North Korea is synonymous with dictatorship and allegations of war crimes and famine, less so for a thriving beer scene and high-street chains. But this is the side of the hermit kingdom that a British tour operator is showcasing with his fascinating Instagram account.
Simon Cockerell has visited North Korea over 100 times since 2002 as the head of his firm Koryo Tours. Despite being a regular visitor, Cockerell is still subject to North Korea’s strict rules on tourism and is accompanied by guides at all times. As such, it’s never clear whether what he documents is partly staged or real.
Nevertheless, Cockerell’s has a unique insight into the nation’s food culture – including its beer which he argued in an interview with Munchies is better than its neighbour South Korea's.
Almost two decades ago, the government imported the Ushers of Trowbridge brewery from rural Wilthshire to the capital of Pyongyang to make Taedonggang. The beer, named after the river which runs through the capital, is North Korea's favourite, said Cokerwell. But due to rations in the Pyongyang, citizens can only buy beer with tokens.
While there is increasingly “silly” behaviour, “the occasional spilling of a pint” and “jokes” that one would expect at a bar, there is “not so much political humour", he said.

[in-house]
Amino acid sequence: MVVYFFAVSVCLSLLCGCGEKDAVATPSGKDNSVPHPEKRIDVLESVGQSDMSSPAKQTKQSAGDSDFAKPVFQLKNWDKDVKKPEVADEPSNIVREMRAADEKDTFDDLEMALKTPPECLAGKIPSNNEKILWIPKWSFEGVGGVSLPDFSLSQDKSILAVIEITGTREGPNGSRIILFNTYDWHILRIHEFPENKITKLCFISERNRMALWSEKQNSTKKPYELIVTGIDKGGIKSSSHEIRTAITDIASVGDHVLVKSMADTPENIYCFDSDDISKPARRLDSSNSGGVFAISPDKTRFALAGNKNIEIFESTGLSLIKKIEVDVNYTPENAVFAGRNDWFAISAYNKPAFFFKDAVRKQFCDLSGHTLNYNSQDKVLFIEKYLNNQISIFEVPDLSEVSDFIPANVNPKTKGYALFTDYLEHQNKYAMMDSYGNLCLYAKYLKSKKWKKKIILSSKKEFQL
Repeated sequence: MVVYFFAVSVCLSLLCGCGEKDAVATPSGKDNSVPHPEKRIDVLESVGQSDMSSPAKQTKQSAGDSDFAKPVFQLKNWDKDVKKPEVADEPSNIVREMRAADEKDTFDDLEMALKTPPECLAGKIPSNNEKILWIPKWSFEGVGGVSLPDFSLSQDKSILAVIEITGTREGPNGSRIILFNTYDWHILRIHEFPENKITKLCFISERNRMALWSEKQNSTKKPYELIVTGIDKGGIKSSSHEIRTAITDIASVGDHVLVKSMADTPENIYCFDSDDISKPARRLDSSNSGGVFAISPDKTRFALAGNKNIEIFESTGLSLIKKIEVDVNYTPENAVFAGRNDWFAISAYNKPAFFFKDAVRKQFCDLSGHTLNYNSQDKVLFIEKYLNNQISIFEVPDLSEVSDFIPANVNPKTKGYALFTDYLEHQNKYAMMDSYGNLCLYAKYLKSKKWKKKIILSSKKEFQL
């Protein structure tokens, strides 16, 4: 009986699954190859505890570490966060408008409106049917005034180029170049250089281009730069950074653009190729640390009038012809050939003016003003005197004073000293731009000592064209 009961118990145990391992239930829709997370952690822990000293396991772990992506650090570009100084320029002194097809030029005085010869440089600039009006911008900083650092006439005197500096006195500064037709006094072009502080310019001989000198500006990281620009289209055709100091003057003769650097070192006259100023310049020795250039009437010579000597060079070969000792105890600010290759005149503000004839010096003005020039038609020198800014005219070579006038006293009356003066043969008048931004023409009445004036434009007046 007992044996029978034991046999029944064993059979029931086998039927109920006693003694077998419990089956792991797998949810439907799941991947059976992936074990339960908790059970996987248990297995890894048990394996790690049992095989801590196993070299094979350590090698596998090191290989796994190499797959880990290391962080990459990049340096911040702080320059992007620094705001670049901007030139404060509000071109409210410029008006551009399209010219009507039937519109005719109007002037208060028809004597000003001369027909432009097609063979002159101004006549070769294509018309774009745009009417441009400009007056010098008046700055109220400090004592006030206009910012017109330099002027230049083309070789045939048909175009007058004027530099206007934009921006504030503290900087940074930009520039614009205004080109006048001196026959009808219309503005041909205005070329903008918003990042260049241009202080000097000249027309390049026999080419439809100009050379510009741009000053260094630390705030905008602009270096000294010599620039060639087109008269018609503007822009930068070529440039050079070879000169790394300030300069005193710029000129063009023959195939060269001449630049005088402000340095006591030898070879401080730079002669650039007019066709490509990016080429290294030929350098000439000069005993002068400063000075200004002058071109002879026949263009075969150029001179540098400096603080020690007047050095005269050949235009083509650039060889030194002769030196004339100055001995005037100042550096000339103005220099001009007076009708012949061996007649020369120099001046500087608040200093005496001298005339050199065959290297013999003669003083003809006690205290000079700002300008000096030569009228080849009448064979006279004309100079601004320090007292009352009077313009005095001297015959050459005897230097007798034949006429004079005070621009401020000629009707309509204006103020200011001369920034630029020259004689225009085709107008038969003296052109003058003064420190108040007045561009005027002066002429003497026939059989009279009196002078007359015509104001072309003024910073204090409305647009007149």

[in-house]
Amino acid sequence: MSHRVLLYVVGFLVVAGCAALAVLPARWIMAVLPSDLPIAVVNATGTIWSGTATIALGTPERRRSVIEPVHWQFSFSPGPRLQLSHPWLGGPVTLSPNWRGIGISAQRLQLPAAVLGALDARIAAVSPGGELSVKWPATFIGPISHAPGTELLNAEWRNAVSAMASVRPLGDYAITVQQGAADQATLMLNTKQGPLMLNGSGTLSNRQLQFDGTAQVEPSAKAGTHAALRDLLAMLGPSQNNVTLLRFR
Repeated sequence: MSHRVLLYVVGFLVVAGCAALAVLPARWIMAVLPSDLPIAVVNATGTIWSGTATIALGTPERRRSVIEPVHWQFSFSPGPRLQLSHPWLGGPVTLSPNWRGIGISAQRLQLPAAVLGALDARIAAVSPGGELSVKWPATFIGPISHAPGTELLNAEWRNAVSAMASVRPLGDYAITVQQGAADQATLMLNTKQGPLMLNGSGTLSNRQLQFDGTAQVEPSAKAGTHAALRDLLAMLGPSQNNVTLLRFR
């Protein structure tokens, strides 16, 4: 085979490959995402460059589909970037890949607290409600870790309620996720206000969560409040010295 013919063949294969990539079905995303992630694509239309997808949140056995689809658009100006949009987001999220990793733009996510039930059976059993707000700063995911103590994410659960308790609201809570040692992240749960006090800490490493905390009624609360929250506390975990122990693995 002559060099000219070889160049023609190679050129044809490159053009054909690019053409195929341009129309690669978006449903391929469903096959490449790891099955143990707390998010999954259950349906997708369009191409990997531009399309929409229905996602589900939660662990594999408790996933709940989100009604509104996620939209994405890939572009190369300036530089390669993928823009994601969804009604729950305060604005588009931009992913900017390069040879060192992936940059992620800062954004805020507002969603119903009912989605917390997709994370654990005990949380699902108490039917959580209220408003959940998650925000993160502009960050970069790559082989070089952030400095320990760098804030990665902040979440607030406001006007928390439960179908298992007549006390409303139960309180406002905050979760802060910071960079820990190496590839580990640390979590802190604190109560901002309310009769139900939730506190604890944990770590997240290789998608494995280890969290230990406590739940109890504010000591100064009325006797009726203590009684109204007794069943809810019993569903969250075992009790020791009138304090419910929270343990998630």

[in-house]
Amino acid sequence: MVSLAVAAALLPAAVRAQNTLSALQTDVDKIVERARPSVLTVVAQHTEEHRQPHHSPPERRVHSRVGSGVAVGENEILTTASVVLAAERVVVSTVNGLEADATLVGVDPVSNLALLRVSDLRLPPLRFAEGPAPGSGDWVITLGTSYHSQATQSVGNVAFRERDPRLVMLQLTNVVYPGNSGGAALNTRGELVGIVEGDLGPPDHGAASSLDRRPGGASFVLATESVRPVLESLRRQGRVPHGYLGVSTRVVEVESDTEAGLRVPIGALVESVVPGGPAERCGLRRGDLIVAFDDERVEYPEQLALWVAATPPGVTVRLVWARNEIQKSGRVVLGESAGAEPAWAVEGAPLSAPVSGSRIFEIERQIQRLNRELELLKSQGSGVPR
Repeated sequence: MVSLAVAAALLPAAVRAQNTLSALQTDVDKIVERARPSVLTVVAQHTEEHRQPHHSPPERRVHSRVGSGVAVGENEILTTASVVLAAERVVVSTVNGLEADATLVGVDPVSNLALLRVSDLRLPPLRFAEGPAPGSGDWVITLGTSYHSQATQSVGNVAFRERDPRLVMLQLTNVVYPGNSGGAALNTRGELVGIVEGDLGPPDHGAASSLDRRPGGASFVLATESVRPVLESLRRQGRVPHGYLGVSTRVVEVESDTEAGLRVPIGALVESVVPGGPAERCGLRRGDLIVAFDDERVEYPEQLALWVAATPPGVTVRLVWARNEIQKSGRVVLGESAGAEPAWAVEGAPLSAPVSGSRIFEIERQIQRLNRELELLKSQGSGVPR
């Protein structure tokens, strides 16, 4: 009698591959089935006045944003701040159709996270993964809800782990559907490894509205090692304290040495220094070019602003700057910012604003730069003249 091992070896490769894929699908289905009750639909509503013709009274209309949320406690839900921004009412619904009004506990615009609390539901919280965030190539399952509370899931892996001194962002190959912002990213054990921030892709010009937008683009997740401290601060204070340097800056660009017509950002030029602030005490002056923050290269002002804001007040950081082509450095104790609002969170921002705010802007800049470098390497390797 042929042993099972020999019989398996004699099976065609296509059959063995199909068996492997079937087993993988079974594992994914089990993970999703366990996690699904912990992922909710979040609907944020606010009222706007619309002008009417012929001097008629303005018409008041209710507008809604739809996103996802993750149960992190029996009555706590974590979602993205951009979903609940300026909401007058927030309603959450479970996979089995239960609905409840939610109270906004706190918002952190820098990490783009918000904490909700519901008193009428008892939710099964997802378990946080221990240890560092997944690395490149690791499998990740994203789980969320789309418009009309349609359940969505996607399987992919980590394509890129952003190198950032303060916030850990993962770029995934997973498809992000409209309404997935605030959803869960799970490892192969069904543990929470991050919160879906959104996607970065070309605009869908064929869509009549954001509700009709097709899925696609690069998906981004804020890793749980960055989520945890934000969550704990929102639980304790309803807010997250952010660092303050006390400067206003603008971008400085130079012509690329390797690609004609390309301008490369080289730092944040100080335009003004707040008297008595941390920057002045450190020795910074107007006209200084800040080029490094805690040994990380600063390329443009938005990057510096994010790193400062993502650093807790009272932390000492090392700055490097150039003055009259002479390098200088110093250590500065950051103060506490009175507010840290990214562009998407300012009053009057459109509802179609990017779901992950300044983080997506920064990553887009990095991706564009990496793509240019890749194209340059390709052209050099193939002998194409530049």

Cockerell’s Instagram feed also documents the food and drink that is meaningless to North Koreans because of its isolationist policy, but will raise eyebrows among Costa and KFC fans. One image on his Instagram shows a coffee cup bearing the logo of the high-street chain, while another depicts sorry-looking crisps in a carton emblazoned with the white lettering “KHC”.
“I have seen some Costa Coffee–branded mugs in Pyongyang, but it wasn’t at a Costa, just at some restaurant. They probably just got them from a wholesaler,” explained Cockerell.
Another image shows dog ribs, or “sweet meat”, served at a restaurant. Regarded as a delicacy as pets aren’t kept as dogs in North Korea, the meat is only served on special occasions.
The regime’s chequered history – not least a 2014 UN report which accused the North Korean government of crimes against humanity towards its citizen – means that tourism in the Asian nation is controversial.
In a Reddit Ask Me Anything post, Cockerell defended his firm against a user who accused him of indirectly funding the regime with his trips.
“The money spent on the tour goes to many places. Mostly payment for goods and services. This is not payment to 'the regime' though. The government taxes companies there and this is where they get their hands on some of the money," he said.
“Of course if someone fully and completely objects to one penny of their money making their way to the central coffers of the DPRK (there to be spent on all the things they fund, good and/or bad) then they shouldn’t travel there.
He added: “I would also mention the value of having people actual have some interaction is (I believe) immensely high. Incrementally and over time, this has more value that we can see in the short term.”
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